What do scientists see under a scanning electron microscope (SEM)?  Find out first-hand in this award-winning Java applet.  Students can choose from 14 specimens, including a cockroach, jellyfish, gecko foot, pollen grain, and more.  They will first adjust the focus, contrast, and brightness of the specimen to optimize its appearance.  Then they control a slider to increase the magnification in steps.....up to 10,000 times.  This activity would work well in the computer lab or in a classroom digital projection system.

Link to Unit:

Topic: Particles and Interactions and the Standard Model
Unit Title: Microscopy: Observing at the Nanoscale

Interactively explore various specimens as they appear under a scanning electron microscope.  SEM can produce very high-resolution photos of details as small as 1-5 nanometers. Students can adjust the focus, brightness, and contrast, and choose from a cockroach, pollen grain, diatom, a gecko foot, a jellyfish, and more. Each successive image doubles the magnitude of the magnification.

Link to Unit:
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Record Link
AIP Format
D. Kunkel and M. Davidson, (1999), WWW Document, (http://micro.magnet.fsu.edu/primer/java/electronmicroscopy/magnify1/index.html).
AJP/PRST-PER
D. Kunkel and M. Davidson, Molecular Expressions: Virtual Scanning Electron Microscopy, (1999), <http://micro.magnet.fsu.edu/primer/java/electronmicroscopy/magnify1/index.html>.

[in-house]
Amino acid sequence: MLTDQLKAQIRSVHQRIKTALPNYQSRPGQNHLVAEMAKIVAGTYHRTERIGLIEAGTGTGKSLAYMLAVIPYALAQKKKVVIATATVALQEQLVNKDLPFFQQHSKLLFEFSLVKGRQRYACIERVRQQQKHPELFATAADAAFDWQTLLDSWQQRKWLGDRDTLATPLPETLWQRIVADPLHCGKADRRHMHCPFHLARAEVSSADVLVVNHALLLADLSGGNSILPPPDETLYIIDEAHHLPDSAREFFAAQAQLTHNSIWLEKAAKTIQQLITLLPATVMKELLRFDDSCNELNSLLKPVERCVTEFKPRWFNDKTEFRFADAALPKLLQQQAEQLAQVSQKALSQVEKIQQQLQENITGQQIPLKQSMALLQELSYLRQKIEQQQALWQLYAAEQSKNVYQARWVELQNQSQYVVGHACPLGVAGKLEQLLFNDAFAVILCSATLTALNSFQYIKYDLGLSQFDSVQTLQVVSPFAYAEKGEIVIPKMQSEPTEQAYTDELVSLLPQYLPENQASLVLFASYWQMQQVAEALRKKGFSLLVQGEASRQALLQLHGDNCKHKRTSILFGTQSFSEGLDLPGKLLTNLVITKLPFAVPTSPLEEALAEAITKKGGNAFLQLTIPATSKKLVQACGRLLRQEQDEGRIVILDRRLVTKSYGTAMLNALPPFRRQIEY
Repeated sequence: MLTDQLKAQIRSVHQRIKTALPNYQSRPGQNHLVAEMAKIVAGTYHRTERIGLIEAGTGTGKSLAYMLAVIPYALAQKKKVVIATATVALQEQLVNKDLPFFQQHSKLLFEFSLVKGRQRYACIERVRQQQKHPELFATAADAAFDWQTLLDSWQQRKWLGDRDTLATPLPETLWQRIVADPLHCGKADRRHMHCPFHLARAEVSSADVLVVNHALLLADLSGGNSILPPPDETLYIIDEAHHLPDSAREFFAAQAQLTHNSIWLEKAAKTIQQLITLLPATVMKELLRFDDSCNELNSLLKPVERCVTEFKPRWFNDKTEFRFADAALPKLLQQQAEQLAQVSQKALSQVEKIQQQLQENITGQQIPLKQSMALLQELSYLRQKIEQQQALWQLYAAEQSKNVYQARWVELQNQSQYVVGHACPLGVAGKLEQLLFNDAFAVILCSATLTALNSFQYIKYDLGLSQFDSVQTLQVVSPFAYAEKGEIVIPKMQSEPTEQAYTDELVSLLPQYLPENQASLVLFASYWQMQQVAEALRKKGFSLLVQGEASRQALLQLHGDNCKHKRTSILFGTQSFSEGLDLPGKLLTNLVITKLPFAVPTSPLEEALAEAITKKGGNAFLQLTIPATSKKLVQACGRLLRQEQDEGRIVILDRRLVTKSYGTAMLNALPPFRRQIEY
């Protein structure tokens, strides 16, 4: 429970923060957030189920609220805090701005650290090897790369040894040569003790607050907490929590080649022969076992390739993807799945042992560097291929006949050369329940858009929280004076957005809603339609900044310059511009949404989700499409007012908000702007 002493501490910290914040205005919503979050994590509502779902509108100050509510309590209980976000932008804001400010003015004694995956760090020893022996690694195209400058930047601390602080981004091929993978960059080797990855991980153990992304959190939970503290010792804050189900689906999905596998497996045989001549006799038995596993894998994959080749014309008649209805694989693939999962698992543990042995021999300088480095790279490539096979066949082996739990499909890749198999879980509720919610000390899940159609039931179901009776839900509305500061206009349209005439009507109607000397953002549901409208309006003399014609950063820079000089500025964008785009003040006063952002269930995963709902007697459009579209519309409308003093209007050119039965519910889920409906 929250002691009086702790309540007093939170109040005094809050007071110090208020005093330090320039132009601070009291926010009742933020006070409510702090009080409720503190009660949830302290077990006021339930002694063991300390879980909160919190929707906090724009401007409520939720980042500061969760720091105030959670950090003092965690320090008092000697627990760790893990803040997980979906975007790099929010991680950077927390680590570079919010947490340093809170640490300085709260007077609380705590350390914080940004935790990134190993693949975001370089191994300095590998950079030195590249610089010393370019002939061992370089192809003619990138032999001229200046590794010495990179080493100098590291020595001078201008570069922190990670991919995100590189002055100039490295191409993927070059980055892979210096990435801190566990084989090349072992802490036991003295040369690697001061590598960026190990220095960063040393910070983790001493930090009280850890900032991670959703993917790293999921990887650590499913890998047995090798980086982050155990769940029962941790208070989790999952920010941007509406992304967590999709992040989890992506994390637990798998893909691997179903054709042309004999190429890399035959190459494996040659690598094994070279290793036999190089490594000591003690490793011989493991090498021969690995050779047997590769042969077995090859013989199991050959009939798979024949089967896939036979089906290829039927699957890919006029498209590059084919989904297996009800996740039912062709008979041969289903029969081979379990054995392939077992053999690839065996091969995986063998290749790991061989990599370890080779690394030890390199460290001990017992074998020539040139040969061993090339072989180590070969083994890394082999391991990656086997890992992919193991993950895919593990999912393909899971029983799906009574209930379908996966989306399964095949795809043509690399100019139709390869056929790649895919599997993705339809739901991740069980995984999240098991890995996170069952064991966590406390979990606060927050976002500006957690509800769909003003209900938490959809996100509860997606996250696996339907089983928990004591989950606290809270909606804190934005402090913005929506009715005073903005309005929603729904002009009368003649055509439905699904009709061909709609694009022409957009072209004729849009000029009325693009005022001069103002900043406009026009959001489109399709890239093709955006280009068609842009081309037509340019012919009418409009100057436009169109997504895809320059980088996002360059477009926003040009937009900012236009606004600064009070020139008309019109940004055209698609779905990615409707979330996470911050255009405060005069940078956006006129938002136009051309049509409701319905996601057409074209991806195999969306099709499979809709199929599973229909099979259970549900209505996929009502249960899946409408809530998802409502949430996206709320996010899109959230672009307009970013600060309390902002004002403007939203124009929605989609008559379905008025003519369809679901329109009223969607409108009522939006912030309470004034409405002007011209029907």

APA Format
Kunkel, D., & Davidson, M. (2007, December 13). Molecular Expressions: Virtual Scanning Electron Microscopy. Retrieved October 23, 2014, from http://micro.magnet.fsu.edu/primer/java/electronmicroscopy/magnify1/index.html
Chicago Format
Kunkel, Dennis, and Michael Davidson. Molecular Expressions: Virtual Scanning Electron Microscopy. December 13, 2007. http://micro.magnet.fsu.edu/primer/java/electronmicroscopy/magnify1/index.html (accessed 23 October 2014).
MLA Format
Kunkel, Dennis, and Michael Davidson. Molecular Expressions: Virtual Scanning Electron Microscopy. 1999. 13 Dec. 2007. 23 Oct. 2014 <http://micro.magnet.fsu.edu/primer/java/electronmicroscopy/magnify1/index.html>.
BibTeX Export Format
@misc{ Author = "Dennis Kunkel and Michael Davidson", Title = {Molecular Expressions: Virtual Scanning Electron Microscopy}, Volume = {2014}, Number = {23 October 2014}, Month = {December 13, 2007}, Year = {1999} }
Refer Export Format

%A Dennis Kunkel
%A Michael Davidson
%T Molecular Expressions: Virtual Scanning Electron Microscopy
%D December 13, 2007
%U http://micro.magnet.fsu.edu/primer/java/electronmicroscopy/magnify1/index.html
%O application/java

EndNote Export Format

%0 Electronic Source
%A Kunkel, Dennis
%A Davidson, Michael
%D December 13, 2007
%T Molecular Expressions: Virtual Scanning Electron Microscopy
%V 2014
%N 23 October 2014
%8 December 13, 2007
%9 application/java
%U http://micro.magnet.fsu.edu/primer/java/electronmicroscopy/magnify1/index.html


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The AIP Style presented is based on information from the AIP Style Manual.

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Supplements TryNano Lesson: What Is A Nanometer?

A lesson plan for middle school designed to promote conceptual understanding of the scale of the nanometer.